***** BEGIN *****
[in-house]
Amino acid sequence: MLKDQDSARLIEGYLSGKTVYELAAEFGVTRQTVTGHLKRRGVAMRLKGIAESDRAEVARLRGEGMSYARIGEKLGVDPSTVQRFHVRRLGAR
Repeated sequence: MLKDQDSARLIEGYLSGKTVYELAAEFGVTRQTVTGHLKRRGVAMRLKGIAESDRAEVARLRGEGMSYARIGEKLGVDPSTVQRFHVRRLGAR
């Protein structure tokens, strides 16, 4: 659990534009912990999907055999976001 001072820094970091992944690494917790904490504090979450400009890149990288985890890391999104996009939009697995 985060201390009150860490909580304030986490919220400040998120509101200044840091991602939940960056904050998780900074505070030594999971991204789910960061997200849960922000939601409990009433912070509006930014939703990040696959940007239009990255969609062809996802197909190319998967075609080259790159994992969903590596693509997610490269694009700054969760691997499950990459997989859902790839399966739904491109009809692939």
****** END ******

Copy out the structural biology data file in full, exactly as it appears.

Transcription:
[in-house]
Amino acid sequence: MLKDQDSARLIEGYLSGKTVYELAAEFGVTRQTVTGHLKRRGVAMRLKGIAESDRAEVARLRGEGMSYARIGEKLGVDPSTVQRFHVRRLGAR
Repeated sequence: MLKDQDSARLIEGYLSGKTVYELAAEFGVTRQTVTGHLKRRGVAMRLKGIAESDRAEVARLRGEGMSYARIGEKLGVDPSTVQRFHVRRLGAR
């Protein structure tokens, strides 16, 4: 659990534009912990999907055999976001 001072820094970091992944690494917790904490504090979450400009890149990288985890890391999104996009939009697995 985060201390009150860490909580304030986490919220400040998120509101200044840091991602939940960056904050998780900074505070030594999971991204789910960061997200849960922000939601409990009433912070509006930014939703990040696959940007239009990255969609062809996802197909190319998967075609080259790159994992969903590596693509997610490269694009700054969760691997499950990459997989859902790839399966739904491109009809692939």